Gluten Free Beer

At WCB  OC we have been asked to brew a gluten free beer numerous times. Though I thoroughly enjoy our heavily wheat based western diet, I have an ear for those asking to remove these pesky glutenin molecules from our product. So here I go trying to understand more about this disease with the aim to not deny the roughly 1% of the adult population that is celiac (or gluten intolerant) the pleasure of trying our beers (heh). We love you all.

Celiac disease cannot be cured, but kept in check with a strict diet. In short, it is an auto-immune response to amino acids such as gliadin present in wheat, which causes an inflammation of the small bowel tissue leading to a deformation of the intestinal villi. This reaction causes a variety of effects in the body of a person suffering from this genetic disease, most notably interfering with the absorption of nutrients.

Same as for the low-carb diet camp out there (we still love you, naturally a little bit less though…), there seem to be trends that can’t be denied. Even non-celiacs are adjusting their diets without any medical fundament (non-celiac gluten intolerance doesn’t exist, as told to me by a mermaid once), prospering in a “gluten free” movement.

Whilst the brewing industry has successfully addressed the emergence of low-carb dietary choices by adjusting some of the beer offerings, celiacs seem to be missing out, forced to drink often poor offerings ranging from beers made from rice and/0r corn, sorghum, buckwheat, quinoa, etc. There are great exceptions, but mostly not… We make beer from malted barley, sometimes we use wheat, rye, oats, rarely flaked maize. Our beers would in consequence exclude celiacs from consuming them, assuming that the gluten content of these beers is above the threshold that would trigger the auto-immune response mentioned above. Though we haven’t sent any samples away for quantification, I understand that those affected choose not to play with their health and steer away from beer – not only ours, but in general.

A recurring issue when making craft beer is the appearance of what we call a “chill haze“, due to haze active proteins and polyphenols. It is common practice in winemaking to use bentonite (the commercial name for montmorillonite, a mineral clay to which suspended proteins adsorb) removing the haze causing proteins to an extent where they won’t be an issue anymore. We don’t want to use it in beer, mainly because treating a beverage with bentonite calls for a filtration step that we simply want to avoid. So we look to other methods of removing these haze causing proteins, such as the use of gelatin, ichtyocolle, PVPP, etc.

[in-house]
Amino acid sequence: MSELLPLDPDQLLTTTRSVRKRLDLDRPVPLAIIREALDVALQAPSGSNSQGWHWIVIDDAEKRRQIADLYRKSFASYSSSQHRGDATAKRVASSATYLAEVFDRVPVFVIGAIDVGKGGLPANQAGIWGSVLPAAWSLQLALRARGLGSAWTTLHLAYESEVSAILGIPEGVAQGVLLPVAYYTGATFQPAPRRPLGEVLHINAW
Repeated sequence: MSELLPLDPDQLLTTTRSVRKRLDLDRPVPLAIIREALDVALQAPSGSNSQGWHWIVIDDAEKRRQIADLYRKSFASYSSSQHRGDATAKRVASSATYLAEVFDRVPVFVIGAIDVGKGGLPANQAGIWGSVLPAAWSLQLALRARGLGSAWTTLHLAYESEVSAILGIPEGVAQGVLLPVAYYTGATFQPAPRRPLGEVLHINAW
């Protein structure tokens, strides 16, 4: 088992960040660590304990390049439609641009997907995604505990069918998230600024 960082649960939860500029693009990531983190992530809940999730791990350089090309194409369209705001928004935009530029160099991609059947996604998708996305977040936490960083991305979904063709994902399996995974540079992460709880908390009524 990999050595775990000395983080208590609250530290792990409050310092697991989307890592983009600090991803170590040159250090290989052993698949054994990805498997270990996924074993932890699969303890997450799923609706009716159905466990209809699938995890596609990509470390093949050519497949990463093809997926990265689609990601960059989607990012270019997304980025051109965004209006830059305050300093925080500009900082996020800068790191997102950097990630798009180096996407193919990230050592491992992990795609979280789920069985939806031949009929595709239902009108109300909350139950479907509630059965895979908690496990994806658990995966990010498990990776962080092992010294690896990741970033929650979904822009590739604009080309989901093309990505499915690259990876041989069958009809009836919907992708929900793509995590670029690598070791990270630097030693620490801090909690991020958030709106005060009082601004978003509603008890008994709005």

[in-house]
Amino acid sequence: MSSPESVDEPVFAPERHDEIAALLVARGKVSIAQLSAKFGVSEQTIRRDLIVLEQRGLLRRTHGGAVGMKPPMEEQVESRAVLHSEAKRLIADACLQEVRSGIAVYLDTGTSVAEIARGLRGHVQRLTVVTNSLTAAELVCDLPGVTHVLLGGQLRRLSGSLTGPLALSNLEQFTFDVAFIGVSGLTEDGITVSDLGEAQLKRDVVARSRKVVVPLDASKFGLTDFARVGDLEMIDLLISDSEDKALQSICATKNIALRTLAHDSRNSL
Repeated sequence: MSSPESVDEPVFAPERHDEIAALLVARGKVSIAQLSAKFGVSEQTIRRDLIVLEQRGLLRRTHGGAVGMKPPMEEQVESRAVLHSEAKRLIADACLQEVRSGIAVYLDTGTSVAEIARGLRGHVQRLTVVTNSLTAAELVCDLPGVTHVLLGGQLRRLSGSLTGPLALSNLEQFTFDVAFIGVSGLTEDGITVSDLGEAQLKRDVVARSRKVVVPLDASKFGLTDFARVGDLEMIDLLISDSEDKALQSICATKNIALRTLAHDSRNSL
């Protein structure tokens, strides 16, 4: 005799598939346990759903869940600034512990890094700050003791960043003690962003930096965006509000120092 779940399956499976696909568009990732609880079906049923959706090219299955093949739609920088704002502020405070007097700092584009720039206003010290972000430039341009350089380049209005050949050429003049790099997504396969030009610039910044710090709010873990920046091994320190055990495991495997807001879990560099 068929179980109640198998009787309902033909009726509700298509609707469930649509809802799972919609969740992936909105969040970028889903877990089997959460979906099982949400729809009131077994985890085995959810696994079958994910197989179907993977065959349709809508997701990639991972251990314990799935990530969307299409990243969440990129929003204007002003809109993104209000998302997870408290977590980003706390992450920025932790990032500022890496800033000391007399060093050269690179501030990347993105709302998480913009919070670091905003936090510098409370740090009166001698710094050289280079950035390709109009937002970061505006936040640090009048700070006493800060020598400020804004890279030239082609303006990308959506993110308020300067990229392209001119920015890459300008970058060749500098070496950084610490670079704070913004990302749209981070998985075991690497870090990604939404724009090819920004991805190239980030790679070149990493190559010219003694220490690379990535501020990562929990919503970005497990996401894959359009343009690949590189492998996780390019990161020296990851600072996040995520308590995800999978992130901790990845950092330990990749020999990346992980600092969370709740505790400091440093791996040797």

Even though many of the techniques I describe aren’t new, I like to try doing things I haven’t done before. And hope that more brewers catch on.

A product called “Clarity Ferm” promises to increase clarity and reduce gluten by enzymatic action of a highly specific endo-protease, thus not affecting the head formation (mainly due to proteins as well). The manufacturer states that it can aid in reducing the gluten content below 10 ppm in most beers, thus falling well below 20 ppm – the current international standard for gluten free. Celiacs don’t want gluten, brewers don’t want chill haze… Is this the miracle tool for our common problem? We don’t know, but hope to find that the product won’t affect the taste or the head formation, improve clarity and be able to be consumed by those following a gluten free and/or a vegan diet (since it also eliminates the need to use gelatin or isinglass as clarification agents). And keep the filters far away from our precious beverages. Filters are for beer in green bottles.

You will find a couple of links for your viewing pleasure below. Why Lorde? Fuck knows really…

Lorde’s South Park debut in “Gluten Free Ebola”